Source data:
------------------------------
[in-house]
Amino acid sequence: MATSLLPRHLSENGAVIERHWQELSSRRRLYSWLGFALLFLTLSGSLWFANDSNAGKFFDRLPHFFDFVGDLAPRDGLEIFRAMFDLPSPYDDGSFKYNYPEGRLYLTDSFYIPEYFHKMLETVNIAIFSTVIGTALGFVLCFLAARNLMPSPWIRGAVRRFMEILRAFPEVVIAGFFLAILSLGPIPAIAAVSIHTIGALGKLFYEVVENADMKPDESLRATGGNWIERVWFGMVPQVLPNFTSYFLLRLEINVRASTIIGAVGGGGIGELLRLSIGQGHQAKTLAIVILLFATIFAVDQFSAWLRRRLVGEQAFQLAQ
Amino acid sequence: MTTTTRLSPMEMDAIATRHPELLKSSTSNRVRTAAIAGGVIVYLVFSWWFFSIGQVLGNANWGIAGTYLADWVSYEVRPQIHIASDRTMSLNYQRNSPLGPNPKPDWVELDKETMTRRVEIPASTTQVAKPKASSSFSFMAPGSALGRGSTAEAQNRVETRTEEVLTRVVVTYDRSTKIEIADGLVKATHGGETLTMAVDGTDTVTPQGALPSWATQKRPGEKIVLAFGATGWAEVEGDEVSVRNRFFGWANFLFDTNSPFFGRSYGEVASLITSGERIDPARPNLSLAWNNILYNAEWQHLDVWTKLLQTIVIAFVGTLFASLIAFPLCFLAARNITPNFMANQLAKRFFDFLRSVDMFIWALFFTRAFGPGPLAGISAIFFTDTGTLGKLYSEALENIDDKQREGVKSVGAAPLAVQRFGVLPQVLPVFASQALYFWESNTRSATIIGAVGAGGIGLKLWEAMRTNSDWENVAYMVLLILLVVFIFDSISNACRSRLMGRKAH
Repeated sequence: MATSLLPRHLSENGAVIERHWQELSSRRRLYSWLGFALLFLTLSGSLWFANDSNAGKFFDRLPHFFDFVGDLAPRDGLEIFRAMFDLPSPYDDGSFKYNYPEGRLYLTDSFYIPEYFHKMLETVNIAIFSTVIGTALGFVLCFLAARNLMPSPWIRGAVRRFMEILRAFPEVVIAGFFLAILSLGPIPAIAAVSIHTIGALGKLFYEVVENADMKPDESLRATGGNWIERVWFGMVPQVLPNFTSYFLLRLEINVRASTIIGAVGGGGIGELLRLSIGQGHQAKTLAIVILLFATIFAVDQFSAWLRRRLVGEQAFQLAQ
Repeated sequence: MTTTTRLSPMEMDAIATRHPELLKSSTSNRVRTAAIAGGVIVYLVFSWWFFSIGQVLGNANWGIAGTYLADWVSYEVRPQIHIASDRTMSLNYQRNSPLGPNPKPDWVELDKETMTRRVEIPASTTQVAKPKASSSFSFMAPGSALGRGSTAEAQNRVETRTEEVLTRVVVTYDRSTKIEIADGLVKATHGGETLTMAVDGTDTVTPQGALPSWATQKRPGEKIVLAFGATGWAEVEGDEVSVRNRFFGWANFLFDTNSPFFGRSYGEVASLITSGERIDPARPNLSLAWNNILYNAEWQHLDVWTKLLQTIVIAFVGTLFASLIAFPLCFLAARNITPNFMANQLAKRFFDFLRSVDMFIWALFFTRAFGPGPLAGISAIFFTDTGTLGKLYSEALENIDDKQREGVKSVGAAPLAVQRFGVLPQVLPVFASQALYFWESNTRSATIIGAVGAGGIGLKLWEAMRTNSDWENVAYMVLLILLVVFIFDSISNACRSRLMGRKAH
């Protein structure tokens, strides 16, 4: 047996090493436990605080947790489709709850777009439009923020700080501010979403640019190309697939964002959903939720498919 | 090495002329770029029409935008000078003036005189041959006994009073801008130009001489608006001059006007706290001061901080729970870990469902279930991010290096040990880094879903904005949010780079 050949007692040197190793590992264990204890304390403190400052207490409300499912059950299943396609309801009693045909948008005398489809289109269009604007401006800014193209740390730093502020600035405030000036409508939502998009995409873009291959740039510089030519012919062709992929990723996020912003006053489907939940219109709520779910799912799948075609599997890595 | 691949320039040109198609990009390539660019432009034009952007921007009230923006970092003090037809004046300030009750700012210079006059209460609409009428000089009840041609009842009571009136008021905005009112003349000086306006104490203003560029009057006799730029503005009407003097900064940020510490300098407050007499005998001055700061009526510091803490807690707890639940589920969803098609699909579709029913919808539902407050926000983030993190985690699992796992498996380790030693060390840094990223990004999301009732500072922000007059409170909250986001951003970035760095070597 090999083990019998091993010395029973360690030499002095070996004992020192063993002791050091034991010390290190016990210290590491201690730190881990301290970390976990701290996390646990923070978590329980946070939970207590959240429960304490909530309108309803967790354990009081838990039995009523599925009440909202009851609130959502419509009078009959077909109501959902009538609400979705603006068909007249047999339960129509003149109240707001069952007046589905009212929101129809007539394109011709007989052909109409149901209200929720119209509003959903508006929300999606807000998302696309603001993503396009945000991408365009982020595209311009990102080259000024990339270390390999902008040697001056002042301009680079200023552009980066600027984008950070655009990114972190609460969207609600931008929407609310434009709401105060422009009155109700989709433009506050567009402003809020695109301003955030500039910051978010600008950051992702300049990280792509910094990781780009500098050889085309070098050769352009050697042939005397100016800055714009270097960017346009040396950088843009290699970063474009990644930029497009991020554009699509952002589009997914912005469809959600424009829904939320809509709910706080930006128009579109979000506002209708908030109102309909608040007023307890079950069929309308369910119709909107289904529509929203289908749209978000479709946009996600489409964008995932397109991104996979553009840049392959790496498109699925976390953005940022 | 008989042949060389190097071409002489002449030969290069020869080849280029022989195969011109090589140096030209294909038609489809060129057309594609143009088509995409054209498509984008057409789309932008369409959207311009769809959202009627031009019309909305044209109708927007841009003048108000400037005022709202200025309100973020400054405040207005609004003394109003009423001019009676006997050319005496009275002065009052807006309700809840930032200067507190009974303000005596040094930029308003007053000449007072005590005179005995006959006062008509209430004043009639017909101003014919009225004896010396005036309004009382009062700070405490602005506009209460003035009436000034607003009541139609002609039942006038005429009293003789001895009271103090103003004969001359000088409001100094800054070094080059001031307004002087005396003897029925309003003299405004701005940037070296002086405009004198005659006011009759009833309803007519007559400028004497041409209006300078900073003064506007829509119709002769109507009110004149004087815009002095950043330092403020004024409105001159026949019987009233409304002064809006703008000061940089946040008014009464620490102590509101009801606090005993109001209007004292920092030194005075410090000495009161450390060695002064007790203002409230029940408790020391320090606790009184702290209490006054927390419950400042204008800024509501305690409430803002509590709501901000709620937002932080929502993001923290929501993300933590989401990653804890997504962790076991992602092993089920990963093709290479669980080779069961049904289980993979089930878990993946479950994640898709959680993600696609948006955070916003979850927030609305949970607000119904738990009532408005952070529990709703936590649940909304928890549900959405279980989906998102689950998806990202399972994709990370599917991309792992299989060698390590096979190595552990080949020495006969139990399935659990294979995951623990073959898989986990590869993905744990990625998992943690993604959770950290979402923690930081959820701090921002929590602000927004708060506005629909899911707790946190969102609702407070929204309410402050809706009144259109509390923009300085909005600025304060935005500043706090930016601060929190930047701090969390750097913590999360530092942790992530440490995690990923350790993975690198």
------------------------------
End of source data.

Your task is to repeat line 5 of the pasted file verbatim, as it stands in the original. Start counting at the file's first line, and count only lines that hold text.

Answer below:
Repeated sequence: MTTTTRLSPMEMDAIATRHPELLKSSTSNRVRTAAIAGGVIVYLVFSWWFFSIGQVLGNANWGIAGTYLADWVSYEVRPQIHIASDRTMSLNYQRNSPLGPNPKPDWVELDKETMTRRVEIPASTTQVAKPKASSSFSFMAPGSALGRGSTAEAQNRVETRTEEVLTRVVVTYDRSTKIEIADGLVKATHGGETLTMAVDGTDTVTPQGALPSWATQKRPGEKIVLAFGATGWAEVEGDEVSVRNRFFGWANFLFDTNSPFFGRSYGEVASLITSGERIDPARPNLSLAWNNILYNAEWQHLDVWTKLLQTIVIAFVGTLFASLIAFPLCFLAARNITPNFMANQLAKRFFDFLRSVDMFIWALFFTRAFGPGPLAGISAIFFTDTGTLGKLYSEALENIDDKQREGVKSVGAAPLAVQRFGVLPQVLPVFASQALYFWESNTRSATIIGAVGAGGIGLKLWEAMRTNSDWENVAYMVLLILLVVFIFDSISNACRSRLMGRKAH